Wednesday is National Online Learning Day. With an increase in online learning during this pandemic, eye doctors are seeing an uptick in eye issues.
One reason is because the pandemic has kept some people from seeing their eye doctor for more than a year.
"Even now, I'm seeing many patients that I had seen pre-pandemic just finally coming in. They're feeling comfortable," Dr. Jerry Neidigh from Grove Eye Care said.
He said screen time is also to blame. With online learning now more common, kids are spending more time in front of tablets and computers, and he’s seeing the impacts.
"There's been a huge increase in the amount of children that have become nearsighted. That's just been happening for years just because our visual demand has changed so much. Especially with remote learning, virtual learning, and all the devices and screen time, we've definitely seen an uptick in the number of children who are becoming nearsighted," he said.
"Right now, we're seeing children who have nearsightedness or myopia. We're seeing a much bigger increase in their prescription or how much their vision is getting worse over time," Dr. Nathan Bonilla-Warford, a Pediatric Optometrist, said.
What can you do to prevent this from happening to your child? Experts said don’t skip out on your child’s regular eye exams. Catching these issues early can lead to better treatment. They recommend making sure your kids take plenty of breaks from screens and go outside. Also, follow the 20-20-20 rule: for every 20 minutes of screen time, look at something else 20 feet away for 20 seconds.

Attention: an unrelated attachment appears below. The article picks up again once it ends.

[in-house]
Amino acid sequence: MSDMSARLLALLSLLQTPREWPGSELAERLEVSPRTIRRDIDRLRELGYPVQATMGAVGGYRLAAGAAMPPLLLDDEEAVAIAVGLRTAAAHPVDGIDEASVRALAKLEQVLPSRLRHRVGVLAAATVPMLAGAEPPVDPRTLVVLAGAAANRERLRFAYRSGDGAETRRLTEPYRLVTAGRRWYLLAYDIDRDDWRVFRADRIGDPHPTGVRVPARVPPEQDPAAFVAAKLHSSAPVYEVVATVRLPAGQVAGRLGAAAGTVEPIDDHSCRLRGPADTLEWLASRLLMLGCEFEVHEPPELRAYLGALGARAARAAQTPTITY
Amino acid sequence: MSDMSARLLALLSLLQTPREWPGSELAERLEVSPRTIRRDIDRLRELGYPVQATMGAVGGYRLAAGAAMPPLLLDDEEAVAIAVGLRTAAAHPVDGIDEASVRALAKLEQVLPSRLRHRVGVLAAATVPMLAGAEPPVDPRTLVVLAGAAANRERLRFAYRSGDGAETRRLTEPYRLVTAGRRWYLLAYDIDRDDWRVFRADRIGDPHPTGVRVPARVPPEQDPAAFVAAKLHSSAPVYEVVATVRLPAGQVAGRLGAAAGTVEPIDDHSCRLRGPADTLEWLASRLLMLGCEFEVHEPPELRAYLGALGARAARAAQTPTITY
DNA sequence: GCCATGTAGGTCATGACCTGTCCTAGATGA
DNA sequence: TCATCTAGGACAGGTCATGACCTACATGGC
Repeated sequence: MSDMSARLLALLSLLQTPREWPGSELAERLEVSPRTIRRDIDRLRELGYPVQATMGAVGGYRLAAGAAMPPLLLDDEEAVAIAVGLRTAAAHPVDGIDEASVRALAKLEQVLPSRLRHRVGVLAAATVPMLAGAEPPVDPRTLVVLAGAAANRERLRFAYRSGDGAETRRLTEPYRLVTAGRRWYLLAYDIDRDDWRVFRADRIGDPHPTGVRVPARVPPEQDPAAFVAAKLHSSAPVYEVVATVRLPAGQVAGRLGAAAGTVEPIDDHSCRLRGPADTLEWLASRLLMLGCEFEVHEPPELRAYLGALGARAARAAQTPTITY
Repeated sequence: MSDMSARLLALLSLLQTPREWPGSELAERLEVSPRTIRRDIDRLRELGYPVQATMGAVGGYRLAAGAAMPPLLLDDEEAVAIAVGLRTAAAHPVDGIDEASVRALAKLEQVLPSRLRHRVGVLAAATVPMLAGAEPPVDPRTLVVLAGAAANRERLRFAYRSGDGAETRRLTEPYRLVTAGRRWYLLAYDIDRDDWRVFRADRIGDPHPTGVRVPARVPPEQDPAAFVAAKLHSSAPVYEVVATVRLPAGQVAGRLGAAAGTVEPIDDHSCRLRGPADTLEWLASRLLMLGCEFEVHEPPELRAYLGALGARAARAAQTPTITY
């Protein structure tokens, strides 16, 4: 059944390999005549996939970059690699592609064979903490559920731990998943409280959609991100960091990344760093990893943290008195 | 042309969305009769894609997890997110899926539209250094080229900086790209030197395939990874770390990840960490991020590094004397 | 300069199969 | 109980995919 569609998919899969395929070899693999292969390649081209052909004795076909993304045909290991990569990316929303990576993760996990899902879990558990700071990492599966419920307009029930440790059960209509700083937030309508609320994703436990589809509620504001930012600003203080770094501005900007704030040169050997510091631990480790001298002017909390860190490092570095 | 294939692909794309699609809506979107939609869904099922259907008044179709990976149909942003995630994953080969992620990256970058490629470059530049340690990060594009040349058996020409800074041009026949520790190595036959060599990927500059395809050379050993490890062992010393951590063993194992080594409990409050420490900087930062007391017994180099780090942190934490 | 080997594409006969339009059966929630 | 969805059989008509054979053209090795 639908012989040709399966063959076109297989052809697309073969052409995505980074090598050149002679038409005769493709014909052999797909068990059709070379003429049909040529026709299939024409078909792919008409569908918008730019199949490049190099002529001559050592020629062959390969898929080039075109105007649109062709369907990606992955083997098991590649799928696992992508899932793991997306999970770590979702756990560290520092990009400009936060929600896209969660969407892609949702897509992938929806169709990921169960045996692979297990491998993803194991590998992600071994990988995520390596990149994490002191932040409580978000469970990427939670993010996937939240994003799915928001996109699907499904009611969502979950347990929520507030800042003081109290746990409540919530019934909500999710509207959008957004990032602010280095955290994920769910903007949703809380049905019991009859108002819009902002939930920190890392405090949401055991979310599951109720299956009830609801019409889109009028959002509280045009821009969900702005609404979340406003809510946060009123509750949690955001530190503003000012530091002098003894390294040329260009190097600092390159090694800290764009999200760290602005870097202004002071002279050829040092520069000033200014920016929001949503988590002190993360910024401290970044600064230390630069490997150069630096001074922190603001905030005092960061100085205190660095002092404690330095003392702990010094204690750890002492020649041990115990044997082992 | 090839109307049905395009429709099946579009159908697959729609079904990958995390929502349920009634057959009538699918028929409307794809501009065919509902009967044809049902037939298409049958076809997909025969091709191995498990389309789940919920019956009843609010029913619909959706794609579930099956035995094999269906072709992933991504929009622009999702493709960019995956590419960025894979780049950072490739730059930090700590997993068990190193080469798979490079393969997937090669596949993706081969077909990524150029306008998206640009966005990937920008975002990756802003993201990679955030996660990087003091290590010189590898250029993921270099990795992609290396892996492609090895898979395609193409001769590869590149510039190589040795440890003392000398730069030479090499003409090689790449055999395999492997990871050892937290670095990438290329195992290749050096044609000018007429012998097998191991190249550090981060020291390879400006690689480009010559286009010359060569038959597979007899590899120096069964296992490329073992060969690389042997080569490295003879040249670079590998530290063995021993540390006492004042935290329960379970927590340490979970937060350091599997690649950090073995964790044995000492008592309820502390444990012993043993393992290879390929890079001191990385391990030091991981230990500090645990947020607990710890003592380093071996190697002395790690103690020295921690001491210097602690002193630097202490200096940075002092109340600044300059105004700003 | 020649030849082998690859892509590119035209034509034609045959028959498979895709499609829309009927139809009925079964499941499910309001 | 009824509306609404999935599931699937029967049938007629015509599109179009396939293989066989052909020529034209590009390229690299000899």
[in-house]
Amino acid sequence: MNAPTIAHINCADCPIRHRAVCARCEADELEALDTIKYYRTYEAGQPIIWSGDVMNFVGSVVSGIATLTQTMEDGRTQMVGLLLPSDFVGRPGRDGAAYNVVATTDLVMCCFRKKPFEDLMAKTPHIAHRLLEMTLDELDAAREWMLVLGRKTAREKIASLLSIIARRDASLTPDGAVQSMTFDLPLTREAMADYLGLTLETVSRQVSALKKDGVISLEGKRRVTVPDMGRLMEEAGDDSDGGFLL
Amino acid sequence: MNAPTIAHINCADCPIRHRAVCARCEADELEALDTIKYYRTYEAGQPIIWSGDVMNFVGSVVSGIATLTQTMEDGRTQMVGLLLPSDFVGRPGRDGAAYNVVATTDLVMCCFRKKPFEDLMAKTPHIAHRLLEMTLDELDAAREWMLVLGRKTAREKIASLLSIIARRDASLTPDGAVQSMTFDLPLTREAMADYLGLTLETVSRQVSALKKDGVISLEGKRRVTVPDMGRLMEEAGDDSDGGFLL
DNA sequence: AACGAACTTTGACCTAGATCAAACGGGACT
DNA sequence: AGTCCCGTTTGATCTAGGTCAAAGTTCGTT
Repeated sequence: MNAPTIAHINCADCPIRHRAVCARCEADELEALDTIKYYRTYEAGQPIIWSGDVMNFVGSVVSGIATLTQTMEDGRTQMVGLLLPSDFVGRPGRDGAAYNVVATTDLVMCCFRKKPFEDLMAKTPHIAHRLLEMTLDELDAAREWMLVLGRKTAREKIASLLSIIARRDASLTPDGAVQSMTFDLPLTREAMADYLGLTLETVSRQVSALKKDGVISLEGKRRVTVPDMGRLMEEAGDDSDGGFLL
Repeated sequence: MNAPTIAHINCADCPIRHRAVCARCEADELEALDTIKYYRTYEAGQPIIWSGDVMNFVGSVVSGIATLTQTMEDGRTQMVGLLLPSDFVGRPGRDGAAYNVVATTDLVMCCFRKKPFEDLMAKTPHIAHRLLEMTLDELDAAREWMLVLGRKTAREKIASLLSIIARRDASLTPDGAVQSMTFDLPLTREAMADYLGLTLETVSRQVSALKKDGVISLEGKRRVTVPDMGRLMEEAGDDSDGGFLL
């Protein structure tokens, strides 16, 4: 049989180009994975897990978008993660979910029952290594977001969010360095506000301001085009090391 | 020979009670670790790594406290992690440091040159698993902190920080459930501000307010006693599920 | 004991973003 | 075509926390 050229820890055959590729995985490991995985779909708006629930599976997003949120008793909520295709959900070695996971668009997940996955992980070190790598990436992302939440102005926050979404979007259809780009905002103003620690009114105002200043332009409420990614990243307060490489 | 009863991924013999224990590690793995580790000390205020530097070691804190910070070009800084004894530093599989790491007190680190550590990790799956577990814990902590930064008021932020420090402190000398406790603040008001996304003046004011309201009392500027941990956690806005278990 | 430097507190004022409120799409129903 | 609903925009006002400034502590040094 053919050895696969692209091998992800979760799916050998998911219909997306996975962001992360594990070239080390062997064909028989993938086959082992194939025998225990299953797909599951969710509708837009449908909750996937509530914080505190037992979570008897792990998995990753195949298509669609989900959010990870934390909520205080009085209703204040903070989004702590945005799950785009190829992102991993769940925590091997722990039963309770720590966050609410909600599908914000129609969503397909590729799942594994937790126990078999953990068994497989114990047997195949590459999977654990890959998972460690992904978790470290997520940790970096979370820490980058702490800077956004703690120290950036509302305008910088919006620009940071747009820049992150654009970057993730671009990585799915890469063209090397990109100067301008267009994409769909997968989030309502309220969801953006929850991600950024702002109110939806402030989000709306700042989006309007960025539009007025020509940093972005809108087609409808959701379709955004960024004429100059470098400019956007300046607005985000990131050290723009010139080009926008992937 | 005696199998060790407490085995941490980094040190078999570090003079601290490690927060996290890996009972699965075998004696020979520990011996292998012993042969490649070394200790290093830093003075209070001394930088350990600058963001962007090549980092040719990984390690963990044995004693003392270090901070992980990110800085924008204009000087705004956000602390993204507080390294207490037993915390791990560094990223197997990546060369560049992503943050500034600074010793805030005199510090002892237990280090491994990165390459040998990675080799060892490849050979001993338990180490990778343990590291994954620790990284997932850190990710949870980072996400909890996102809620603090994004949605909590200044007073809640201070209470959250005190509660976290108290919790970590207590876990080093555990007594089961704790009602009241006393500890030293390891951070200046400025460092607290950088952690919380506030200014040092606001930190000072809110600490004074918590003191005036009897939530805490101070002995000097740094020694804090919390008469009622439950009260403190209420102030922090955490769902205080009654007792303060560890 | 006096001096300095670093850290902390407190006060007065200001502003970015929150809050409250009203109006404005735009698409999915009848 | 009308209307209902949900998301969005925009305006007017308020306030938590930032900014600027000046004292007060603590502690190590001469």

Blue light glasses are becoming more popular. They’re designed to block your eyes from blue light from your screens.
Cleveland Clinic’s Dr. Allison Babiuch said there’s no research to show blue light is actually harmful to our eyes.
"Yes, screens happen to be blue, and people have come up with this concern about blue light. But when you think about it, there’s blue everywhere around you," Dr. Babiuch said.
She said there are no scientific studies right now, directly linking screen time to issues with a child’s vision. Dr. Babiuch also said at this point, experts don’t know enough about blue light glasses to recommend them for you or your child.
"We're not recommending getting a screen or a certain kind of glasses to protect your eyes from blue light – it may not be doing you any good. Likewise, we also don’t know if by blocking blue light from the eyes, whether that could potentially create a different kind of problem," she said.
Dr. Babiuch said research shows too much blue light before bed time can interfere with sleep for both kids and adults, so it’s important to limit screen time before bed.